February 9, 2015
Congratulations to CCR Scientist Feng He, who was selected to receive the Climate and Global Change Postdoctoral Fellowship from the NOAA Climate Program Office. The overarching purpose of the NOAA C&GC fellowship program is to help create and train the next generation of leading researchers needed for climate studies. The fellowship will enable Dr. He to collaborate with Prof. Peter Clark of the Oregon State University to investigate the relationship between climate forcing and responses through paleoclimate modeling.
January 12, 2015
The research of Drs. Michael Notaro, Steve Vavrus, and Yafang Zhong on the mechanism for the observed rapid warming of the Laurentian Great Lakes, as presented at the American Geophysical Union Meeting in December 2014, was summarized by a radio piece from the German Public Radio science program, Forschung Aktuell.
December 18, 2014
A press release by the Department of the Interior and news story on the UW-Madison Nelson Institute website have announced new grants from the Northeast Climate Science Center, including one by Dr. Michael Notaro to develop projections of snow and winter severity for the Great Lakes region and impacts on wildlife.
December 18, 2014
Weatherwise magazine featured an article on Wisconsin weather by our own Ed Hopkins, assistant Wisconsin State Climatologist at UW-Madison and co-author H. Michael Mogil, consulting meteorologist, in its Nov/Dec issue, saying "The Weather and Climate of Wisconsin: It's More Than Frozen Tundra."
December 7, 2014
An article in the Syracuse Post-Standard summarized the results of a recently accepted study by Drs. Michael Notaro, Val Bennington, and Steve Vavrus on projected changes in lake-effect snow in the Great Lakes Basin, using dynamical downscaling.
December 5, 2014
Zhengyu Liu and Feng He are co-authors on a recent paper in Science (Dec. 5th) examining hydrological changes across the North and East Africa during the last deglaciation (about 20,000 to 10,000 years ago). They compared their simulation in state of art climate models with proxy observations and suggest that humid climate started across the Northern and Eastern Africa coherently in spite very different insolation regimes. This coherent change is caused by a systematic climate response across the northern and eastern North Africa in response to an increase of atmospheric CO2 and the meltwater forced response of Atlantic thermohaline circulation. This work has important implications for our prediction of future hydroclimate change across Africa.
November 27, 2014
Prof. Zhengyu Liu is the lead author of a recent paper in Nature (Nov. 27th) on the modeling and mechanisms of the evolution of El Nino over the past 21000 years. In collaboration with an international research group of experts, Professor Liu found that El Nino has intensified in the last 6000 years. They further found that El Nino changed in response to different forcing mechanisms in different periods. However, the paleoclimatic data currently available are too sparse to confirm other features of the El Nino change. Their work presents a major benchmark of past El Nino evolution study and has important implications to our prediction of El Nino in the future.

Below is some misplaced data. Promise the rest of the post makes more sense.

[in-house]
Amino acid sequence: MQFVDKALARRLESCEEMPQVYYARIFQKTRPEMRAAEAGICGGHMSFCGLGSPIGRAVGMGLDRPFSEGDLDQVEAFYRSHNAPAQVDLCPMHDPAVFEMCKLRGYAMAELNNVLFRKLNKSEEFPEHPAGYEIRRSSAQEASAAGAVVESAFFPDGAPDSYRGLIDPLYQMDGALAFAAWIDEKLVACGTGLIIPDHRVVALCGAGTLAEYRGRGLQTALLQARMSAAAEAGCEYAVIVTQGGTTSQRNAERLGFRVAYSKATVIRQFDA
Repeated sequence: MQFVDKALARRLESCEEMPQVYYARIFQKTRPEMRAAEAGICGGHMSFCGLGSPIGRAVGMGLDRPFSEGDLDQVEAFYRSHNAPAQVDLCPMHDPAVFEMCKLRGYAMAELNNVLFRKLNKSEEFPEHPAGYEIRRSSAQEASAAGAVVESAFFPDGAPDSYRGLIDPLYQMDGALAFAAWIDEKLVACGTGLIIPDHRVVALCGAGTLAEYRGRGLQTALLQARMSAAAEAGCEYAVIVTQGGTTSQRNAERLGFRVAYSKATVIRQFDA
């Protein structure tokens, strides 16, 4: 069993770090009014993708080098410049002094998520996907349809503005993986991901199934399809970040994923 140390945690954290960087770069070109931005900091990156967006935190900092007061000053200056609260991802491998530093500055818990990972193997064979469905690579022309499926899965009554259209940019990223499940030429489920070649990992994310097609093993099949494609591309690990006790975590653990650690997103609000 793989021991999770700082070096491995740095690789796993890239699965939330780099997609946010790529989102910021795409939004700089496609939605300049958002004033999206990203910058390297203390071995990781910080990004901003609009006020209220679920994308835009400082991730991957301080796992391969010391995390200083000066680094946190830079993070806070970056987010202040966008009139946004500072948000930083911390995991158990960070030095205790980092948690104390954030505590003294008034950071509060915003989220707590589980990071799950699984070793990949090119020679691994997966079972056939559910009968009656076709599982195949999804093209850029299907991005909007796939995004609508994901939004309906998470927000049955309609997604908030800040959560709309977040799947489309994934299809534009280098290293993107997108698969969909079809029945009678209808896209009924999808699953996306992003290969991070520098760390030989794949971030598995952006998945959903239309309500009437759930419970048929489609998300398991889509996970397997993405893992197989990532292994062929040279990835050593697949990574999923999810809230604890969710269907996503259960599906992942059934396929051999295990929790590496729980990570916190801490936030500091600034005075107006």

September 20, 2014
A new report is available from the Forest Service, "Forest ecosystem vulnerability assessment and synthesis for northern Wisconsin and western Upper Michigan: A report from the Northwoods Climate Change Response Framework." The lead author is Dr. Maria Janowiak, a scientist in Climate Change Adaptation and Carbon Management in the Northern Institute of Applied Climate Science. Dr. Michael Notaro, CCR associate director, served as an author on the report.
September 15, 2014
Ray Steventon, one of CCR's founding members, passed away on September 15, 2014. Ray Steventon joined CCR in 1964, within a year of it’s founding by Prof. Reid Bryson. CCR’s early years were notable for a strong emphasis on field research and technical measurements of aspects of earth’s climate – in the state, nation, and world. Ray’s technical expertise was crucial to the early success of these CCR field research projects. Ray retired from the University in 1989, after 25 years of service to CCR and the University. Ray’s contributions to the early and continuing success of CCR, now having passed its 50th year as a UW-Madison research center, are a tribute to his skill and his devotion to the University, and to his team spirit – always helping, always encouraging, always contributing, always gaining satisfaction in seeing others accomplish their goals.